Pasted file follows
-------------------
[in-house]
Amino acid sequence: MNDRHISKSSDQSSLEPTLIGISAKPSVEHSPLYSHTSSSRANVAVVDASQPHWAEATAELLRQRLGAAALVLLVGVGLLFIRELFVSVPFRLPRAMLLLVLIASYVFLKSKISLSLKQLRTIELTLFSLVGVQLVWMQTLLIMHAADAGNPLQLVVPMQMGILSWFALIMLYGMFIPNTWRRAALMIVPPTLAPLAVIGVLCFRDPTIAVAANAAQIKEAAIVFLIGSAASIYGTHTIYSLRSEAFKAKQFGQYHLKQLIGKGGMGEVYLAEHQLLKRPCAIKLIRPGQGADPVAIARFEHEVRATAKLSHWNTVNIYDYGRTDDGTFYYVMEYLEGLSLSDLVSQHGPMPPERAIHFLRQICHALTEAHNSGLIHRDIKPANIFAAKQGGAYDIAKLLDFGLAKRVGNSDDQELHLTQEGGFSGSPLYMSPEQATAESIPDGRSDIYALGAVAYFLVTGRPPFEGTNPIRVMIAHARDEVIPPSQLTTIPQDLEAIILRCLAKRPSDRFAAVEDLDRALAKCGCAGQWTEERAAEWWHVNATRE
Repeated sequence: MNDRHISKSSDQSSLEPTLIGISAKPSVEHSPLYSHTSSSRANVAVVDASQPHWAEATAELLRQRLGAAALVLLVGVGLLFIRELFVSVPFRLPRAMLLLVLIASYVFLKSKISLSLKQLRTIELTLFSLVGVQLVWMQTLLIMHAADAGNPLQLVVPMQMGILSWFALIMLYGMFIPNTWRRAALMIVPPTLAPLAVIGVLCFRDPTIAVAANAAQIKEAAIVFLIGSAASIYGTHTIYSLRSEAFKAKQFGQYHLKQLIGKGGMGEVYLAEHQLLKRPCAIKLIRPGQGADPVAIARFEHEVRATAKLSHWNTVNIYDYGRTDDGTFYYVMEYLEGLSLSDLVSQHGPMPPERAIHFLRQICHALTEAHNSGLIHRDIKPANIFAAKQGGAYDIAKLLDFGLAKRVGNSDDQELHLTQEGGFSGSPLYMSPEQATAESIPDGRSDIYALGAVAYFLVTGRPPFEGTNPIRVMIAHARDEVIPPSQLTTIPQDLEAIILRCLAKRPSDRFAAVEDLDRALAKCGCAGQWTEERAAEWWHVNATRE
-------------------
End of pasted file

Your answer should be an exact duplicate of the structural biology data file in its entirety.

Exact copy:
[in-house]
Amino acid sequence: MNDRHISKSSDQSSLEPTLIGISAKPSVEHSPLYSHTSSSRANVAVVDASQPHWAEATAELLRQRLGAAALVLLVGVGLLFIRELFVSVPFRLPRAMLLLVLIASYVFLKSKISLSLKQLRTIELTLFSLVGVQLVWMQTLLIMHAADAGNPLQLVVPMQMGILSWFALIMLYGMFIPNTWRRAALMIVPPTLAPLAVIGVLCFRDPTIAVAANAAQIKEAAIVFLIGSAASIYGTHTIYSLRSEAFKAKQFGQYHLKQLIGKGGMGEVYLAEHQLLKRPCAIKLIRPGQGADPVAIARFEHEVRATAKLSHWNTVNIYDYGRTDDGTFYYVMEYLEGLSLSDLVSQHGPMPPERAIHFLRQICHALTEAHNSGLIHRDIKPANIFAAKQGGAYDIAKLLDFGLAKRVGNSDDQELHLTQEGGFSGSPLYMSPEQATAESIPDGRSDIYALGAVAYFLVTGRPPFEGTNPIRVMIAHARDEVIPPSQLTTIPQDLEAIILRCLAKRPSDRFAAVEDLDRALAKCGCAGQWTEERAAEWWHVNATRE
Repeated sequence: MNDRHISKSSDQSSLEPTLIGISAKPSVEHSPLYSHTSSSRANVAVVDASQPHWAEATAELLRQRLGAAALVLLVGVGLLFIRELFVSVPFRLPRAMLLLVLIASYVFLKSKISLSLKQLRTIELTLFSLVGVQLVWMQTLLIMHAADAGNPLQLVVPMQMGILSWFALIMLYGMFIPNTWRRAALMIVPPTLAPLAVIGVLCFRDPTIAVAANAAQIKEAAIVFLIGSAASIYGTHTIYSLRSEAFKAKQFGQYHLKQLIGKGGMGEVYLAEHQLLKRPCAIKLIRPGQGADPVAIARFEHEVRATAKLSHWNTVNIYDYGRTDDGTFYYVMEYLEGLSLSDLVSQHGPMPPERAIHFLRQICHALTEAHNSGLIHRDIKPANIFAAKQGGAYDIAKLLDFGLAKRVGNSDDQELHLTQEGGFSGSPLYMSPEQATAESIPDGRSDIYALGAVAYFLVTGRPPFEGTNPIRVMIAHARDEVIPPSQLTTIPQDLEAIILRCLAKRPSDRFAAVEDLDRALAKCGCAGQWTEERAAEWWHVNATRE